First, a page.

The Reserve Officer's Training Program was born in 1862 with the approval of the Morrill Act. A part of this law required colleges and universities to provide military training to their students. This program eventually became known as ROTC. Up until the 1960s, participation in the ROTC program was mandatory for all males. This requirement was discontinued due to the protests against the Vietnam War.
Army ROTC was introduced to Temple University in 1947, and originally served the Medical Corps of the U.S. Army. The program trained Cadets to be officers while providing them with the medical training to serve as officers in the U.S. Army's Medical Corps. The Battalion was located at Temple University's Health Services Campus. In 1948, a separate ROTC program was started at Temple University's main campus, and focused on commissioning officers into the U.S. Army's Transportation Corps. A total of 83 Cadets had commissioned from the program by 1953, and had gone on to serve in the U.S. Navy and U.S. Air Force as well as the U.S. Army. In 1954, the ROTC program changed from branch focused training to a general military science program.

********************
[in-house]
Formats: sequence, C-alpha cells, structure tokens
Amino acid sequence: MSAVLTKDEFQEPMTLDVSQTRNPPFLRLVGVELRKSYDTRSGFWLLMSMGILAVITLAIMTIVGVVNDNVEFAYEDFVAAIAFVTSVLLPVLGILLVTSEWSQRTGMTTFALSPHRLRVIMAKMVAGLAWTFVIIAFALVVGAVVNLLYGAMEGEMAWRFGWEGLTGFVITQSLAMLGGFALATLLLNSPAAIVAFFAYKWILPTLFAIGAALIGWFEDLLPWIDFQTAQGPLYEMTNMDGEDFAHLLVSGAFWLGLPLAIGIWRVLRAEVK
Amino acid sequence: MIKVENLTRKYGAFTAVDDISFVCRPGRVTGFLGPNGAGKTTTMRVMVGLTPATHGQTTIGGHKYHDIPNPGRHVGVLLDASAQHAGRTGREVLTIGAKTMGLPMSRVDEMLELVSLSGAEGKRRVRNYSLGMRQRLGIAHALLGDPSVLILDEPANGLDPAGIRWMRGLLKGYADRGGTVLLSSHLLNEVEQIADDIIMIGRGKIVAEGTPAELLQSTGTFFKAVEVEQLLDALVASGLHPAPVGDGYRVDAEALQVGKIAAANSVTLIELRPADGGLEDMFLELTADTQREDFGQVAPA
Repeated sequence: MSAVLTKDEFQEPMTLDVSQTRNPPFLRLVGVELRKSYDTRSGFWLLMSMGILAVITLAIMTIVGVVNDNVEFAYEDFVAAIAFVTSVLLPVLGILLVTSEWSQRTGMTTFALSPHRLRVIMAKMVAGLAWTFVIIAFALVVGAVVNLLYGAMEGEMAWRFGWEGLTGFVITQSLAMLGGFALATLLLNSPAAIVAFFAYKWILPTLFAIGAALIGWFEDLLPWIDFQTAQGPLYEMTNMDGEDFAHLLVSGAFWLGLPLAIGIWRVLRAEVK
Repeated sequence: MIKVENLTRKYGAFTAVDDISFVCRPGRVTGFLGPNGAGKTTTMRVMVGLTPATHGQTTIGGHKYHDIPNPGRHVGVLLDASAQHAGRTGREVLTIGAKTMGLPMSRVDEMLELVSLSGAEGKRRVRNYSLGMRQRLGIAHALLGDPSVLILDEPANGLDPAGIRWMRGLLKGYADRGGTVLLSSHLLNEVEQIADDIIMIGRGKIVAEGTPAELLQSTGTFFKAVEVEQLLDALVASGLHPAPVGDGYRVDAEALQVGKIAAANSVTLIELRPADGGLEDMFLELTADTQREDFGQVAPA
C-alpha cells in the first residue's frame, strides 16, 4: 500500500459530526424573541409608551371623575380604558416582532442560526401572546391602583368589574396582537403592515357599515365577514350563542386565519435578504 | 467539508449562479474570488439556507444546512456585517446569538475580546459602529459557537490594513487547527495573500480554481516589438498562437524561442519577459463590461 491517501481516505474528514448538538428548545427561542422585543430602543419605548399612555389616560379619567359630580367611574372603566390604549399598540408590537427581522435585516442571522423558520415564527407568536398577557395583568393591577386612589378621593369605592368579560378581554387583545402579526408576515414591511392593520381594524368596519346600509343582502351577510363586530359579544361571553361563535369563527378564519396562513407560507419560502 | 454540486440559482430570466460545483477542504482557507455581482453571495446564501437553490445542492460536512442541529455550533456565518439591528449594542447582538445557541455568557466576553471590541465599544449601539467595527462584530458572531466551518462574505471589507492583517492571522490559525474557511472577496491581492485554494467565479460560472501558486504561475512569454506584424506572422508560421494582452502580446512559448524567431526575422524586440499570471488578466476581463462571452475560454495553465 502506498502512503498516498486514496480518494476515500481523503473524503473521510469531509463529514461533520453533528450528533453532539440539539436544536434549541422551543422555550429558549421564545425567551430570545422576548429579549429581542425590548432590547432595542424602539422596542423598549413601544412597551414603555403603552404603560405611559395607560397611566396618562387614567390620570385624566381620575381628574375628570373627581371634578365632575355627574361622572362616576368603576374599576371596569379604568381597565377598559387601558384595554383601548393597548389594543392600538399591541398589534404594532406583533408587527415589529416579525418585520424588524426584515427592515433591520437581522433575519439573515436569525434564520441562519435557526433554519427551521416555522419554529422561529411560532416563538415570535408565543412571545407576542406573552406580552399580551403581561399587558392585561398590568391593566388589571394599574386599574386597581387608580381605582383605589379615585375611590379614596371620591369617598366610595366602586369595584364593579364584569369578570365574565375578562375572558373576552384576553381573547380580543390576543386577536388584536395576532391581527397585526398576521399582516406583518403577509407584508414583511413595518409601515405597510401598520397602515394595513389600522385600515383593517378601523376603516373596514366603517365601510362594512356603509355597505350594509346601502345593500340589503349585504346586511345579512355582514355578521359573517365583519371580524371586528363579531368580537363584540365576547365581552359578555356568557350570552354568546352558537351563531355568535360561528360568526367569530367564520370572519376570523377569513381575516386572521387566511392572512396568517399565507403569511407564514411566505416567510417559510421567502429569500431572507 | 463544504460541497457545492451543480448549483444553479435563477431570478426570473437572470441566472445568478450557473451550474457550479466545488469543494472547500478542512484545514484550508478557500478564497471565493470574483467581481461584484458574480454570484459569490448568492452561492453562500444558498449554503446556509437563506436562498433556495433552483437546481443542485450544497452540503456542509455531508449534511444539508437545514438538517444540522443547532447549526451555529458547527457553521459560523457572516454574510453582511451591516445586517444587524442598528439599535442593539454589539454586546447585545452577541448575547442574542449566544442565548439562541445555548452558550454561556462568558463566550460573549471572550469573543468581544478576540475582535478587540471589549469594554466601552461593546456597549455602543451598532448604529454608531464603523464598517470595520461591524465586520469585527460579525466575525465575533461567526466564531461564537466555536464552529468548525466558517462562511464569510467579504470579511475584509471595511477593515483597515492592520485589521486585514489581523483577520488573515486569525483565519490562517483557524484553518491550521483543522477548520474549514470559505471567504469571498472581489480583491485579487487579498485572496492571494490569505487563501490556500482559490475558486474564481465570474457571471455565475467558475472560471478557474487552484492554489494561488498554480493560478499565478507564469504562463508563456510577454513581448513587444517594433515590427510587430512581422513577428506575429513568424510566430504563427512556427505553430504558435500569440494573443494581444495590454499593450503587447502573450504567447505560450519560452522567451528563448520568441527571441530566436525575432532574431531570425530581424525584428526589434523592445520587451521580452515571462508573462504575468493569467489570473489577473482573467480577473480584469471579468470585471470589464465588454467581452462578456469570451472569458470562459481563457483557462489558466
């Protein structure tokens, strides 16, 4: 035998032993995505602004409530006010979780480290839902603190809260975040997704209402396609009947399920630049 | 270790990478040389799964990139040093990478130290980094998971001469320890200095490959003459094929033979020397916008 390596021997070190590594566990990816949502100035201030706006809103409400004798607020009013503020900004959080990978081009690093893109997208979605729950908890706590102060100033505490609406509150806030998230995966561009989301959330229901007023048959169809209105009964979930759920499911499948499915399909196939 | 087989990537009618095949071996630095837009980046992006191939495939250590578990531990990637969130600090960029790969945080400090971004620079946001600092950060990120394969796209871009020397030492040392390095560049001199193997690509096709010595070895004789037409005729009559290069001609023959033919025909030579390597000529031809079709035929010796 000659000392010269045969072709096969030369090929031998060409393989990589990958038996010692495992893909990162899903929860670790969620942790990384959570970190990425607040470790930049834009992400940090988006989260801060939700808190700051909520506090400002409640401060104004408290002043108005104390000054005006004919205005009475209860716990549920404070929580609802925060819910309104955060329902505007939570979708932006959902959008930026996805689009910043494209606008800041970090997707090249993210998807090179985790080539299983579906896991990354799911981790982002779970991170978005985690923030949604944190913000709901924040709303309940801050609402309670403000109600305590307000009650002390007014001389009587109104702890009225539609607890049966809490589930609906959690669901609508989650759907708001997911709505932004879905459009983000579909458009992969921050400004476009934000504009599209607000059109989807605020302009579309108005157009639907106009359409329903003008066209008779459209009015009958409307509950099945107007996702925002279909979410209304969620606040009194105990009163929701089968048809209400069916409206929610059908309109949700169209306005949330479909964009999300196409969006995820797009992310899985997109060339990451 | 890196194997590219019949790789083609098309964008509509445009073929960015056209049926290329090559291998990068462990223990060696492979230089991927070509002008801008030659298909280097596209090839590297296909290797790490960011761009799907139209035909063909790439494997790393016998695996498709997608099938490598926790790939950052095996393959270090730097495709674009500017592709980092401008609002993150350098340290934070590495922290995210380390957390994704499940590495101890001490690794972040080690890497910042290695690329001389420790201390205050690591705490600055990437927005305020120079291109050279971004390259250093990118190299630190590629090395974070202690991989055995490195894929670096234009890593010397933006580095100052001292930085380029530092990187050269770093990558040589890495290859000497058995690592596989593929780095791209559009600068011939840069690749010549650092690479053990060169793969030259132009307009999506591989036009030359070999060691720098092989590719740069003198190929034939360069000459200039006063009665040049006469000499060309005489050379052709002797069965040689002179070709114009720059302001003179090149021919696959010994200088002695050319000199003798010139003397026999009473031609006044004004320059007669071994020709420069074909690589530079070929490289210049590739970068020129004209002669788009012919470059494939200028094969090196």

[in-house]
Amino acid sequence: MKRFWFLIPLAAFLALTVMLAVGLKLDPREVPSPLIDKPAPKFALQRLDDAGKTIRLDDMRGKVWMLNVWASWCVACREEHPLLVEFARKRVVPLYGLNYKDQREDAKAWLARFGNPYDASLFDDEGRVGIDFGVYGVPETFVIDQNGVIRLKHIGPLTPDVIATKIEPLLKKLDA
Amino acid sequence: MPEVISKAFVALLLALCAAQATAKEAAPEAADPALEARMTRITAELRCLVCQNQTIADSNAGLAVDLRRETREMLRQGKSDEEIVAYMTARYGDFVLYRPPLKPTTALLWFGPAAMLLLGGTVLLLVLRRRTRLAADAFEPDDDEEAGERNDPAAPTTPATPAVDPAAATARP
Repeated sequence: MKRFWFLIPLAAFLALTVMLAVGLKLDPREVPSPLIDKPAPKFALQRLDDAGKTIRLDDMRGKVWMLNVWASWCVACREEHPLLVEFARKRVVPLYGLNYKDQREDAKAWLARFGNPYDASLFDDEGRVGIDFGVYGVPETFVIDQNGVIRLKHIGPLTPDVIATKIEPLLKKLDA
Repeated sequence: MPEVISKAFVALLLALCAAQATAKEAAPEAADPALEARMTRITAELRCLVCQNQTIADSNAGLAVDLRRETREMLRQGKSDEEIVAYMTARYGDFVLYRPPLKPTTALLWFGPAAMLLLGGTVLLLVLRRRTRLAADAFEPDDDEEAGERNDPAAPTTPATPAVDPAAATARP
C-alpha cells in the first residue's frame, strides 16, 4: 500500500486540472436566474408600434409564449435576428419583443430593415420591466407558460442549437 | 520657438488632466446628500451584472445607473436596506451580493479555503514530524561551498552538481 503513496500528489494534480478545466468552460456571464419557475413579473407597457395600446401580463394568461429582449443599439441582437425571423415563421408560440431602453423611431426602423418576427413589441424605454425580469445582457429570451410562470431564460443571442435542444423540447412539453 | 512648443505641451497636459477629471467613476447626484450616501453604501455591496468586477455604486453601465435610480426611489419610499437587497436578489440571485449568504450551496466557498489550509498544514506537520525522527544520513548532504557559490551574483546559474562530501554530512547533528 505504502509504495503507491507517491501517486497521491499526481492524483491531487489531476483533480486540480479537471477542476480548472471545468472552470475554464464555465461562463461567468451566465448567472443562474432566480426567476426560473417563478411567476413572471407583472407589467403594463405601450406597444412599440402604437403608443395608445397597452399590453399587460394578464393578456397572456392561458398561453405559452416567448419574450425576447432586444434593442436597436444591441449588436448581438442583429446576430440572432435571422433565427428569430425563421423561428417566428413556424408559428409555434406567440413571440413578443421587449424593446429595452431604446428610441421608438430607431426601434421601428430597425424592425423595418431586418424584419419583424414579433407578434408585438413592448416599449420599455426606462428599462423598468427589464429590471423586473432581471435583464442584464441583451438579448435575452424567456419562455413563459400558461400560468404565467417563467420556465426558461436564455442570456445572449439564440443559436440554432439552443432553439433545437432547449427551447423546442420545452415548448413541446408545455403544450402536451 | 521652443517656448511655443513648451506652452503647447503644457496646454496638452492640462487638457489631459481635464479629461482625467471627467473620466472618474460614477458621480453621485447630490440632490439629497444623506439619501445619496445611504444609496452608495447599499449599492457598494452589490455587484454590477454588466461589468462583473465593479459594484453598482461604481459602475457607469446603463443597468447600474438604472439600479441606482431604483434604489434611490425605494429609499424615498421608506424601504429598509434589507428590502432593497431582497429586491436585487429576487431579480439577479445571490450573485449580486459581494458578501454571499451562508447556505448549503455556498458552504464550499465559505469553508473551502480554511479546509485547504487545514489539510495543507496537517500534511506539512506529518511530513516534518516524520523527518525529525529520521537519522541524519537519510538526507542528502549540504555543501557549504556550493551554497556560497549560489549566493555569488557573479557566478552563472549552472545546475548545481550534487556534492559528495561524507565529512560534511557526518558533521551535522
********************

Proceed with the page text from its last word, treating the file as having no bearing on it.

As of 2012, Temple University's Army ROTC program has commissioned 2,018 officers.